I have 2 120 Gig Drives, the C drive is for everything, the D drive is for a daily automated backup of the C drive, having multiple partitions is not necessary any longer with the cheap hard drives avalable now, thats unless you simply want to unnecessarly complicate your system.
your reasons are:
1: Drive maintenance faster.
My computer is never turned off, drive maintenance is automated and performed in the morning hours every day, who cares about fast?
2: Splitting up software and data files.
My data files go in their own folder not in the folder of the software program that made it.
3. Backing up of files & Software.
My C drive is backed up to my D drive daily (In the morning hours when Im sleeping)
4. Virtual Memory.
With 2 120 Gig Drives I have more than enough space for virtual memory, this is another non issue.
5. Drive Back up.
6. Partition Death.
If the C dies I have the D to recover from, if the D dies I have all data on the C drive, if both die....well I suppose it could happen...um....no it couldnt....
Have you ever heard of lightning, Ben? Back up to cds or dvds or to an external hard drive that is disconnected when not in use.
What are you using for a backup program?
Hope you have a very good UPS
Heavy duty Uninterruptible Power Supply protection is very important if you keep everything only inside your PC. You could increase your protection from malware by having your My Documents folder transferred to a separate partition on your primary drive.
re: Hope you have a very good UPS
Anna wrote: ''You could increase your protection from malware by having your My Documents folder transferred to a separate partition on your primary drive.''
That's a good reason to install your OS on a partition other than the C:\ drive as well. Although most malware will probably be able to find your system files (and your My Documents folder!) no matter where it is located, it adds another layer of protection.
Hot swap drives
Ben, if you have SATA drives, it would be a good idea to put your second (backup) drive in a mobile tray (around $30US or so). SATA is hot swappable and if you only use the second drive for backups, there is no reason to have it in the machine permanently.
Even if you don't have SATA, you might consider putting your backup drive in a mobile tray. In order to make it work, you would need to reboot when you mounted and unmounted your drive (shut down, mount the drive, boot, backup, shut down, remove the drive, boot) but even that is a small price to pay for the added security and reliability. If you're running Windows (other than server OS), you probably need to reboot at least once a day anyhow.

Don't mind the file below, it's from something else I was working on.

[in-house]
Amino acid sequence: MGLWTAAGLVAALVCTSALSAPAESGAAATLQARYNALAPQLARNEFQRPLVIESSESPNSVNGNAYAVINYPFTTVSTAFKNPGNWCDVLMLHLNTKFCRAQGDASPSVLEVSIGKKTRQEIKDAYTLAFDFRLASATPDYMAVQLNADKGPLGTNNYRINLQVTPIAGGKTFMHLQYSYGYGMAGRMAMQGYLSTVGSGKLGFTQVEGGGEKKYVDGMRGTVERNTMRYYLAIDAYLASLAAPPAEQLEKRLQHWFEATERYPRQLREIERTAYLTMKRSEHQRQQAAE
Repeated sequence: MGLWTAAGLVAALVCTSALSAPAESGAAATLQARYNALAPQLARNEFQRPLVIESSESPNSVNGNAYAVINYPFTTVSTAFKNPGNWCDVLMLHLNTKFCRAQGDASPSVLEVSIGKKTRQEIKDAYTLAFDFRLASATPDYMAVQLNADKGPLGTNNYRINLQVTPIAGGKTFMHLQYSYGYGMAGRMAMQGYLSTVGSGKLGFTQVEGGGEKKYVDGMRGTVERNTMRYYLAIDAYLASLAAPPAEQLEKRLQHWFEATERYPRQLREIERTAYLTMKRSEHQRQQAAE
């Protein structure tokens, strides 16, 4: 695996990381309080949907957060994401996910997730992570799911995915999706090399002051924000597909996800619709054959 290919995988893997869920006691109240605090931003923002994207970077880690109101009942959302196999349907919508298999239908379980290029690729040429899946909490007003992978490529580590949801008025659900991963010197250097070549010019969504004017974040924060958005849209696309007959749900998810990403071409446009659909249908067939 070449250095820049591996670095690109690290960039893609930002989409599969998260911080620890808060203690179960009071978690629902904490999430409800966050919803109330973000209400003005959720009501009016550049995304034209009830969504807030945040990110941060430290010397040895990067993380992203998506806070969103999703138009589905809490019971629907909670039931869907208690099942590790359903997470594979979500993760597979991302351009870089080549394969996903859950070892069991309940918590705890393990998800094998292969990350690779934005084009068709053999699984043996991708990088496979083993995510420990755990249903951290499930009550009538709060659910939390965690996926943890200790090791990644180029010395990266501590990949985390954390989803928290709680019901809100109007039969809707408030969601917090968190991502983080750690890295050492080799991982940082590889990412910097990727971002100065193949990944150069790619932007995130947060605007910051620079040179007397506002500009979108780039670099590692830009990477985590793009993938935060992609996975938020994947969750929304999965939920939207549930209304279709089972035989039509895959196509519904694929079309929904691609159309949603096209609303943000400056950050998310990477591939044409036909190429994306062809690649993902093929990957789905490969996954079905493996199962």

So if I have a 40 gig hard drive to run just the operating system and programs...what do you recommend I do with that drive? The slave will ONLY have perosnal files and a 3rd drive will be backing up the 2nd drive.
A fly in the ointment...
the fly's name is "My Documents." The My Documents folder is now a system folder. Windows cannot survive if left out in the rain without the My Documents folder firmly attached to its originally installed position on the C: drive. Combine that with the nearly unalterable tendency of many applications (Microsoft's own apps being the worst offenders) to throw all user data into that user's instance of My Documents, the arguably noble notion that you can (and therefore should) segregate your user data to a second partition becomes an exercise in futility. And some of your data won't even end up in the My Documents folder (email programs are notorious for having their own hiding places...).
Now, all that said, a second partition isn't a bad idea, just an idea that you need to adjust to today's reality. I have mine set with a good sized C: partition and I just let the apps do whatever their mothers taught them. And then I make a mental note of where they like to put their playtoys. A second partition is mostly a work zone for video and audio processing and dead storage of some large files, and I forced Internet Explorer to put it's cache on the second drive. Now the main C: drive is less likely to get strewn about so defragging is faster (and needed less frequently). I then wrote a couple of quick batch files that will xcopy all of the My Documents folder and such other playtoy closets as I have already observed to a network storage device as a backup (and further, I periodically copy the network drive to an external USB drive and keep it off-site).
Swat that fly!
Right click on the My Documents folder > choose Properties > Click on the Move... button > Expand My Computer and choose the drive you want to move it to > click the Make New Folder button and name it anything you like > click Apply > a screen will pop-up, click yes.
Alternatively open TweakUI and on the "My Computer" tab move the folders you want to wherever you want.
Based on other reply, Tweak UI is an NT program? Where is it in XP?
Besides XP being NT...
and that TweakUI was initially provided with Win 95, you can get the various XP Power Toys (including TweakUI) from this link:
PS - as to where it is in XP, the changes are reflected in the Registry. TweakUI is simply a GUI to make the edits push button easy as opposed to altering them manually through editing.
To Swat the Fly!
That really was a wonderful method to Swat the Fly! Congrats.
Now what is TweakUI and how to open it?
T. R. Balakrishnan